6 October 2011

Run away and make money!

It's less than a year to the London Olympics. Nine months. Like a big noisy baby waiting to be born.
At the Thames Festival last month I was chatting to a couple from Americans from Atlanta and they told me it was AWFUL in their home city when the Olympics came the town. They were saddened at how much their city had changed post-event.
As you probably know from reading my occasional rants about the forthcoming Games and the associated homogenised and consumerist hell of Westfield shopping centre, I am not a fan of all this Olympics stuff. I am still convinced that the money could have be better spent.
If you too are dreading the invasion, and thinking of leaving the country until it all blows over, why not make some money out of it all and rent your home for the duration? If you live close to Stratford or any of the other Games sites you'll get some fabulous rental rates that will more than cover the cost of storage for your valuables. LO2010 is free to the first 50 who sign up using the code FREE11. And an iPad is up for grabs too!
Oh, and re that Olympic logo I hate... you know the one I mean, I am not going to show it or link to it here... don't you think the LO2012 logo and site looks way better?
Top: Trafalgar Square, South Tottenham, Kensington, Stamford Hill
Bottom: Wandsworth, Willesden, West Green

5 October 2011

Save the countryside

This isn't about 'my' London, but about the green belt that surrounds it.
I copy and paste here from an email I received from 38 Degrees:
Our English countryside is under threat again. The government is trying to rush through massive changes to the planning system, which would make it much easier to build on green field sites. We've just a few weeks to stop this happening.
Experts are lining up to condemn the government plans. The National Trust warns of unchecked and damaging development. Friends of the Earth predicts “a building free-for-all that will blight our countryside with bad building.”
A massive people-powered petition can make the government think again. It worked to stop England's forests being sold off. It can work again to stop precious countryside being wrecked by bulldozers and concrete.
Please add your name now, and forward this message to all your friends:
The English countryside is something we all enjoy. It's far too precious to build on willy-nilly. Once our green fields are gone, they're gone forever.
If we work together, we can stand up for a balanced, careful approach to deciding what to build and where to build it. We can protect local communities' right to have their say, make sure social housing is built where it’s needed and protect wildlife and beautiful, tranquil places.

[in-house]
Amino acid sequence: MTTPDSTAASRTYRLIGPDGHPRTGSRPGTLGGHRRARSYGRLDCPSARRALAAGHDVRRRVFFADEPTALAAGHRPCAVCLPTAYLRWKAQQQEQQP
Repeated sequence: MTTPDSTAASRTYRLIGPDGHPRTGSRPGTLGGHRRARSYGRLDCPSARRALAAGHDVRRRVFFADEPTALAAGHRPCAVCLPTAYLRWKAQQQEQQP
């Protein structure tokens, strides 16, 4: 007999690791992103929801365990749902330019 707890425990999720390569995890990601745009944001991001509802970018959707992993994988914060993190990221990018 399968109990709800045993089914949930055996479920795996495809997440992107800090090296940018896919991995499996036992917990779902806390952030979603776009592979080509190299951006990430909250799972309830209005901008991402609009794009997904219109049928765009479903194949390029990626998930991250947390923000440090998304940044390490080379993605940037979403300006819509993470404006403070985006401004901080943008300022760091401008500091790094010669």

Having to act fast to stop an urgent threat to our countryside feels eerily familiar doesn't it! It's only a few months since half a million of us came together to stop plans to sell off England's forests. It worked that time - now let's come together again to stop this new threat to our beautiful green places.
Please take two minutes now to add your name to the petition.

3 October 2011

Grant's True Tales

A couple of weeks ago I was invited to a do in the vaults of the RSA for an evening of food and drink and story telling as part of Grant's True Tales.
I think the idea is everyone has a story to tell and what better way to do it than over a glass of Grant's whisky which has it's own story to tell?
Grant's have been running a story-telling competition on their Facebook page and, between courses, we watched and listened to the three finalists. To be honest, I thought two of the 'stories' were tedious. They weren't stories at all, but ramblings. I've heard better tales in my local pub told by bar flys who would never think to enter a competition.
I joked to a fellow diner that if these were the best three, then perhaps there'd been only ten entrants. It turns out there were only nine! Hmmm... rather of makes a mockery of the winner's certificate that reads something like, "Best story teller 2011".
I'd have written about this sooner had I not been stumped for picture ideas, but as I poured myself another glass from the free bottle of Grant's whisky they gave me, I noticed the bottle is triangular...
Top row: Battersea, Bishopsgate, Paddington, Deptford.
Middle row: Strand, Old St, Holloway Rd, Bloomsbury.
Bottom row: all Holloway Road.